Climate adaptation policy lock-ins: a 3x3 approach
Adapting to worsening impacts of climate change is one of the biggest global challenges. Yet, limited action on the part of public authorities still prevails; institutions, infrastructures, technologies and societal behaviours appear resistant to change. Understanding this gap requires better knowledge of the way societies are governed, but the existing literature often overlooks this, going no further than describing ‘barriers to change’. Better explaining what we term ‘lock-ins’ requires uncovering the dynamics that create and sustain them. That is the aim of this original and cross-disciplinary study. Taking an empirical, but theoretically reflective, approach, it examines three policy sectors central to climate adaptation - water management, health care, and biodiversity and nature conservation – in three countries: Germany, Netherlands and the UK. Although in principle all three are well equipped to deal with climate adaptation, each is subject to lock-in. The project will use a mixed methods approach to understand why lock-ins arise and persist in each instance, and will employ Qualitative Comparative Analysis to better understand the dynamics of lock-ins as they affect climate adaptation. It will confront observed (in)action with different approaches for explaining lock-ins, advance conceptual and empirical understanding of how lock-ins emerge and endure, and use the findings to provide informed recommendations for the design of more effective adaptation policies.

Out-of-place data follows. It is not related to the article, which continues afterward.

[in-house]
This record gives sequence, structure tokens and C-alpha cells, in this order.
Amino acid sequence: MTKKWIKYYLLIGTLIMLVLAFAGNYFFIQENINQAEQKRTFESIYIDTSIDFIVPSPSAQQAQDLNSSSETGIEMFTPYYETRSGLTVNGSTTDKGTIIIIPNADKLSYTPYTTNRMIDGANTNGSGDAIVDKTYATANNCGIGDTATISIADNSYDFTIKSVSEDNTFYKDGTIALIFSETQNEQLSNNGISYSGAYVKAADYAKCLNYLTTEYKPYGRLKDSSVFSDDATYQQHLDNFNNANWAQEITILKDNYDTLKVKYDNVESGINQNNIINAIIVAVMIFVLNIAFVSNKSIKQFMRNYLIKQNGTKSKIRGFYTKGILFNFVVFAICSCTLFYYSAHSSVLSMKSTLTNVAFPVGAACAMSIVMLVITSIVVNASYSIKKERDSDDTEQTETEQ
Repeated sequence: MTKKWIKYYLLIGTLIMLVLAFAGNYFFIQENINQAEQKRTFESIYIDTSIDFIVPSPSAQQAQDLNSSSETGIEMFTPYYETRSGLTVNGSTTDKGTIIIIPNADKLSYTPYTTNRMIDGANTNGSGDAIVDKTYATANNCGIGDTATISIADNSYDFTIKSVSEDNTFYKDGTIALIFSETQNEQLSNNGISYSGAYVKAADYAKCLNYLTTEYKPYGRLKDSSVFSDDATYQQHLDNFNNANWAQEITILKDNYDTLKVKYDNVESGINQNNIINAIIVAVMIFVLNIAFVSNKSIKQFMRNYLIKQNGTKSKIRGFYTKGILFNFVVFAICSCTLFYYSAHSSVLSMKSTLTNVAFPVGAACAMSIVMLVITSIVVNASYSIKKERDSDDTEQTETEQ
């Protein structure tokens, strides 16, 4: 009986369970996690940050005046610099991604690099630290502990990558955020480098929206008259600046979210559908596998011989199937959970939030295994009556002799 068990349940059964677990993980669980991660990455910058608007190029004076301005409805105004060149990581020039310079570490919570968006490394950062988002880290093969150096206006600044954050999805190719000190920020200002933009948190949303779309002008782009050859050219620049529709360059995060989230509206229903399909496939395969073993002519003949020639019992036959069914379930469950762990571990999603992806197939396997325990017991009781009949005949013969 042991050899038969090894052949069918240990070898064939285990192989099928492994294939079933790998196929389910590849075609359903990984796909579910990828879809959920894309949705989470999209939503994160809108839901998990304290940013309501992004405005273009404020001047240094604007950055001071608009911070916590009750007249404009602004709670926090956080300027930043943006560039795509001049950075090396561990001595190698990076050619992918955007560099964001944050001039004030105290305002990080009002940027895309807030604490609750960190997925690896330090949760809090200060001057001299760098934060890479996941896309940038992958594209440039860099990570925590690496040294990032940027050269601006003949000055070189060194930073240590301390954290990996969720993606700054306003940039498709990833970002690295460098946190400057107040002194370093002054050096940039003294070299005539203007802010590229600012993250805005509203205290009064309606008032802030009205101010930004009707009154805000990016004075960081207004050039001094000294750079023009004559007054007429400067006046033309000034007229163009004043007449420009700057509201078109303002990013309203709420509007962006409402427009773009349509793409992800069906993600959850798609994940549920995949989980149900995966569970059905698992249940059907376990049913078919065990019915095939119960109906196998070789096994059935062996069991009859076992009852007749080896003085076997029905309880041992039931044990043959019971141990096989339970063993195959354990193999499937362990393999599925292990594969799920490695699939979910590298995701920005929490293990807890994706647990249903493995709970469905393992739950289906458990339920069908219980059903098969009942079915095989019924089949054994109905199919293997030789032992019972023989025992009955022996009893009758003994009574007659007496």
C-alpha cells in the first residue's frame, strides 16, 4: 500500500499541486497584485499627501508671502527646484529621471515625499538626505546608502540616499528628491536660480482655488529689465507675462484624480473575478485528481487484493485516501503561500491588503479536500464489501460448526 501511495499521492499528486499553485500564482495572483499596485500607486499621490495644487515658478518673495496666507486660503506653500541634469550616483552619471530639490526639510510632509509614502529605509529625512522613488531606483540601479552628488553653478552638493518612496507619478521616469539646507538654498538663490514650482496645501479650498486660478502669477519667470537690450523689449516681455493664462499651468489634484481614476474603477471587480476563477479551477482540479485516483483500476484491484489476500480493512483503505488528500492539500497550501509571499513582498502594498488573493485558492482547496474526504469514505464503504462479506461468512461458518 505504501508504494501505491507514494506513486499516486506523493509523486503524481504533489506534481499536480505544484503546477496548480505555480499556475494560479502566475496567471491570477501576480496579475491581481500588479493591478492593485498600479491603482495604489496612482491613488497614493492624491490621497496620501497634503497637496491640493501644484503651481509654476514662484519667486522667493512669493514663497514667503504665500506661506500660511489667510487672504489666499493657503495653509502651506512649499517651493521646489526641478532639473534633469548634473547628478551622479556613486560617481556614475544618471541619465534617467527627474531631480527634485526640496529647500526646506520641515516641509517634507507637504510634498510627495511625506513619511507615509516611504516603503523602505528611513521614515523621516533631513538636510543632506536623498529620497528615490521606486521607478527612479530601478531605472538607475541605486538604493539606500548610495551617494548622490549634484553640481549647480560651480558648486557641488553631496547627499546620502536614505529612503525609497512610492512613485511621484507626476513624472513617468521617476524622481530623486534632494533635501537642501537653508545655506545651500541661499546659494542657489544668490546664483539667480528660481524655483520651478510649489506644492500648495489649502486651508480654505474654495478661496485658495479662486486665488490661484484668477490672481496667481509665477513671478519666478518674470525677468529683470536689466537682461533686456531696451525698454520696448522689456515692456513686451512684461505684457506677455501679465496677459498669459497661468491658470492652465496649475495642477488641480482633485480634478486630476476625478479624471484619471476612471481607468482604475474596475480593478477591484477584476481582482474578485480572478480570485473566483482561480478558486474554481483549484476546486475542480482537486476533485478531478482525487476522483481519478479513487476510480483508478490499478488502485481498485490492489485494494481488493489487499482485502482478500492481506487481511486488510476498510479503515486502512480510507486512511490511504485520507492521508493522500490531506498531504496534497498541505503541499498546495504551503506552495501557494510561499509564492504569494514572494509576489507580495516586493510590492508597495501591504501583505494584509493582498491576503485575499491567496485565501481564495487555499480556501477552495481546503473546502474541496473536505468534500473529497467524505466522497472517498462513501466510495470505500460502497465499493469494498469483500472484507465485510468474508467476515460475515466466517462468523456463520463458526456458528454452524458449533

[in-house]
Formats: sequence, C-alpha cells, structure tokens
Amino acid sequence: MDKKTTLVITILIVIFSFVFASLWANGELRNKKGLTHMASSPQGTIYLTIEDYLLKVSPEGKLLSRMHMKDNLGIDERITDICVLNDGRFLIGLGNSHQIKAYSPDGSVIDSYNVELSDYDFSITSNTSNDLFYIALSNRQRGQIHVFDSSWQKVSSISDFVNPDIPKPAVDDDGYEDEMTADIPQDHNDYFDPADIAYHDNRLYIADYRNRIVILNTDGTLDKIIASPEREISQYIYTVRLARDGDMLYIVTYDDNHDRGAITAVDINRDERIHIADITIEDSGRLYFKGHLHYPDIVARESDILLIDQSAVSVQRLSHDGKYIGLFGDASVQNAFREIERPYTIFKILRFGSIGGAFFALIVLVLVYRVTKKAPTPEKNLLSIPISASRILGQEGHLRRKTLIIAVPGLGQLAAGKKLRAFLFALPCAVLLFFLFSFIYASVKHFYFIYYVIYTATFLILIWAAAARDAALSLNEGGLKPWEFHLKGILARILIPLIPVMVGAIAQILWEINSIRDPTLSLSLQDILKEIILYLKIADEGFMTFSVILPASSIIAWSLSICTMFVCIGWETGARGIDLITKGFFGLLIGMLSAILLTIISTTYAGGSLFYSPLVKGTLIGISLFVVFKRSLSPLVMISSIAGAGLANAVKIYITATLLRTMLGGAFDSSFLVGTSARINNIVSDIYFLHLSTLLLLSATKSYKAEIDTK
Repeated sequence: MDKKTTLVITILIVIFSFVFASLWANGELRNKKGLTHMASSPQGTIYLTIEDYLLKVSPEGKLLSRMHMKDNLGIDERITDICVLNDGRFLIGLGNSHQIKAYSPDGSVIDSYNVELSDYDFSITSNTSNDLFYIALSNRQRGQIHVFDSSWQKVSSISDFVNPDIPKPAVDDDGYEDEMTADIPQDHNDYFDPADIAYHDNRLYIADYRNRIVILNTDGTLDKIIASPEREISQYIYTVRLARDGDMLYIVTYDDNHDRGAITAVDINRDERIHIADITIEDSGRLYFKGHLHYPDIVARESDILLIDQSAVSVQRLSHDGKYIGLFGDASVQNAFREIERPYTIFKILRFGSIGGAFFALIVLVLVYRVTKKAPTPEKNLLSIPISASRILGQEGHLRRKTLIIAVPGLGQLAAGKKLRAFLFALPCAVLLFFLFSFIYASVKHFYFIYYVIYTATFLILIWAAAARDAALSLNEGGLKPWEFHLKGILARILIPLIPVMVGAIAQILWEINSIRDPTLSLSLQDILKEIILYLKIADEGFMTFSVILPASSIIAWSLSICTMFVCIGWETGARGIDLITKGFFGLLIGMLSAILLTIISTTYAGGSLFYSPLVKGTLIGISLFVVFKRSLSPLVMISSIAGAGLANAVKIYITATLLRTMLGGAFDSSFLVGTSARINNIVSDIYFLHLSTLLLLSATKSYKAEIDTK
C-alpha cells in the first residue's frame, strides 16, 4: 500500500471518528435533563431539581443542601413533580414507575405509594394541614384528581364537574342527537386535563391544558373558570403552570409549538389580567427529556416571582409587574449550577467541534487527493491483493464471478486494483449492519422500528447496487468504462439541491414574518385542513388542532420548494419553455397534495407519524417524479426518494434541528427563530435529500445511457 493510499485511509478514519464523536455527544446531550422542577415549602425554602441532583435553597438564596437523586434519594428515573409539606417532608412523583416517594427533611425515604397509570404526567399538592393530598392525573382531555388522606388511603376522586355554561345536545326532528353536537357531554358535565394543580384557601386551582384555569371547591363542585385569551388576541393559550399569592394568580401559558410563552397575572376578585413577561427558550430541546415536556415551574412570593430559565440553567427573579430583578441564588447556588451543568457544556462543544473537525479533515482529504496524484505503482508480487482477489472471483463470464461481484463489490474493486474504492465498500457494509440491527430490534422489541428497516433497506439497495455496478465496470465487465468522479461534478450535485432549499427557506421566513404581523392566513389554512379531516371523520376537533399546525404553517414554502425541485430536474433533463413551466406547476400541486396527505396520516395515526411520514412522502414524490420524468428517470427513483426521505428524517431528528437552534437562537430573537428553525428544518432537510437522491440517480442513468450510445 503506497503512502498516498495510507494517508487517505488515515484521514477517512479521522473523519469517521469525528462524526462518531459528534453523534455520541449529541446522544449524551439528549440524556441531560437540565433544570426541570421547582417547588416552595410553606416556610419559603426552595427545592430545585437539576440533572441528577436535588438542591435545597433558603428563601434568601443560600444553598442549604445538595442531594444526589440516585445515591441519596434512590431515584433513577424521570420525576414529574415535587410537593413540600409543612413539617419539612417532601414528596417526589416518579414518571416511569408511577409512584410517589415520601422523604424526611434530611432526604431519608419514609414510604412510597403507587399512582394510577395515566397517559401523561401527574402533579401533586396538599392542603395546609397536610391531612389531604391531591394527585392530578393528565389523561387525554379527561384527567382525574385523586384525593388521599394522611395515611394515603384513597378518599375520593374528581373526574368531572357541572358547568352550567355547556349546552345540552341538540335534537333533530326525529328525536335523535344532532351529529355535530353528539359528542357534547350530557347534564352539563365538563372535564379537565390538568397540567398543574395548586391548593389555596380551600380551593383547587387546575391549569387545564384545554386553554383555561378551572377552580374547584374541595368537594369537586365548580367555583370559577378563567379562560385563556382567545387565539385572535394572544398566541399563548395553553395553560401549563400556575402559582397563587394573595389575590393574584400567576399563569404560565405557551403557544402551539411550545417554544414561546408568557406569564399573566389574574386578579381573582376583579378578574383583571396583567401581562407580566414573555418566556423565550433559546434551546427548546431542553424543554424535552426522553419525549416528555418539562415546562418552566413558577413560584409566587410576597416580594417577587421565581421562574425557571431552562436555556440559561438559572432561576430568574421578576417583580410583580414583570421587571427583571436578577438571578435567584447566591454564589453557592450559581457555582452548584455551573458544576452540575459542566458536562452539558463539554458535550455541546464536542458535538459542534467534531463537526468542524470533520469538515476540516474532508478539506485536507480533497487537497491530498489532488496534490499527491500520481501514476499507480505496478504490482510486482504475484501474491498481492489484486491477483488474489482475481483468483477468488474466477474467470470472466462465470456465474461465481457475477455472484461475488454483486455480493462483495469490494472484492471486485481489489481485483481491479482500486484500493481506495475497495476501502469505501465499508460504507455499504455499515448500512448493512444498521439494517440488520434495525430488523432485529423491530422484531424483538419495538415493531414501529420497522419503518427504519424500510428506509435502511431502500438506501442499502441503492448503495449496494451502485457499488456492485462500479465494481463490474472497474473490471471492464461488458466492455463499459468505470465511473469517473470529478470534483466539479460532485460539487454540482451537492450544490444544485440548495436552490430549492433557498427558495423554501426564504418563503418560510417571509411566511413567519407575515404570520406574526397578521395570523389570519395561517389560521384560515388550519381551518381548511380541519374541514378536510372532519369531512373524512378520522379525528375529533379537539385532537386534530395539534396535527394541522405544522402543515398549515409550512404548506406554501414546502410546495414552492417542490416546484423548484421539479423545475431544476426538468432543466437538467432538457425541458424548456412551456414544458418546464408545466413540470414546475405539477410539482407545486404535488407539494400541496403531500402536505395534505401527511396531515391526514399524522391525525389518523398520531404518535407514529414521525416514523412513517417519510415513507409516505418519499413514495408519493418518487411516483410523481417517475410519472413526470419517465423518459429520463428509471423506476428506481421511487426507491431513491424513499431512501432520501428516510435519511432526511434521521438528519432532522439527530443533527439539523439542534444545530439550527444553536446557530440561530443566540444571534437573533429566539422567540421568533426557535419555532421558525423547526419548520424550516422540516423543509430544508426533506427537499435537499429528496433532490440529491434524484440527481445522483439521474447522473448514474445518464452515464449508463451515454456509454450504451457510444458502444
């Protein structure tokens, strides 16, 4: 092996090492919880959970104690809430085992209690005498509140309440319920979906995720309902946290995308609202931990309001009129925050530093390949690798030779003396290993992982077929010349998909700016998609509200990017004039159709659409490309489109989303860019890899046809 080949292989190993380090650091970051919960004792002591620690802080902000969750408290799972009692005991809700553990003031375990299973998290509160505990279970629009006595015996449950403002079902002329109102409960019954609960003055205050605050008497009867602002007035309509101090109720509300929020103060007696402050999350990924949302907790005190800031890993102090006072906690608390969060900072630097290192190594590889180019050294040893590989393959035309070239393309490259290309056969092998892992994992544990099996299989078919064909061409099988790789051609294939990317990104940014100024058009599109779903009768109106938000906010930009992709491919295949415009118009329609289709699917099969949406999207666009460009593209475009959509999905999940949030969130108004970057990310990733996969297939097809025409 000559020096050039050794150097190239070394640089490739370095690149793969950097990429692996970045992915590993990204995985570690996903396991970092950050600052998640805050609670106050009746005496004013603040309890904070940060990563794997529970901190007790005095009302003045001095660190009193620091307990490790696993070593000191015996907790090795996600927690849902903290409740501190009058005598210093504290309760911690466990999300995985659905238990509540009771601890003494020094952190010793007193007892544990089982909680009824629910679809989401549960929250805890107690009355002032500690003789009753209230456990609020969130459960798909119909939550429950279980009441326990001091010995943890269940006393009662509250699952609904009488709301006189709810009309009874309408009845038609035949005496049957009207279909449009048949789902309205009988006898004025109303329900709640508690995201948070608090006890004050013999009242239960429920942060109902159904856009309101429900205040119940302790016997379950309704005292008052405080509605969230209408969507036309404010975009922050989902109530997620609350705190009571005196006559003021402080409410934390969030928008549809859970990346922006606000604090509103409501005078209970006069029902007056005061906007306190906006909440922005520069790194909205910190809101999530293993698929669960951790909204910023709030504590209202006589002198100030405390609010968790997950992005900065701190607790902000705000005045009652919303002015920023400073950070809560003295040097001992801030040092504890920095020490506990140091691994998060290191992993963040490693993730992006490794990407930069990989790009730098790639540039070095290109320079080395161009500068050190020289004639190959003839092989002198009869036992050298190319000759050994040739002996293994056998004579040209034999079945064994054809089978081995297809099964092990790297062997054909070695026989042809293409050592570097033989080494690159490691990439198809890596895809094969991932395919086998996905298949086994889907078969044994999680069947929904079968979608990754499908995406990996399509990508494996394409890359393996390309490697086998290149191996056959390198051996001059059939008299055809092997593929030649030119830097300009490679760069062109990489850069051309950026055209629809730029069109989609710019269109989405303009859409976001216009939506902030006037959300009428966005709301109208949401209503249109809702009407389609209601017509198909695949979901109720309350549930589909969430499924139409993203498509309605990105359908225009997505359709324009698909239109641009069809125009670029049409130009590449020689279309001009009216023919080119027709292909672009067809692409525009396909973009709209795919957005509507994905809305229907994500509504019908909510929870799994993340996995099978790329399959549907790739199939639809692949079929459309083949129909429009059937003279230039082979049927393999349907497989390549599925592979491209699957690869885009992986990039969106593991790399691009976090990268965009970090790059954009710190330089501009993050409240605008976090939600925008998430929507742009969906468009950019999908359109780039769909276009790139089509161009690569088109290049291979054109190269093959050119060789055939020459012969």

Further information on our project can be found here.
We have multiple attractive new positions in the field of climate adaptation governance.
University of Oldenburg (Germany)
These roles include
- creating a conceptual framework for analysing infrastructural-technological aspects of climate change adaptation;
- empirical data gathering for German cases;
- synthesising empirical results for biodiversity & nature conservation across UK, Dutch and German case studies
- project coordination
Open University (Netherlands)
This role includes
- creating a conceptual framework for analysing behavioural aspects of climate change adaptation;
- empirical data gathering for Dutch cases;
- synthesising empirical results for the water management sector across UK, Dutch and German case studies
University of East Anglia (UK)
This role includes
- creating a conceptual framework for analysing institutional aspects of climate change adaptation;
- empirical data gathering for UK cases;
- synthesising empirical results for the health sector across UK, Dutch and German case studies
All applications should be submitted to the specific universities by 15 February 2019. If you wish to be considered for several of these jobs at the same time, please use the same material in applying to each of the universities you are interested in, while following each university’s own application processes. Please indicate that you have done this in your application.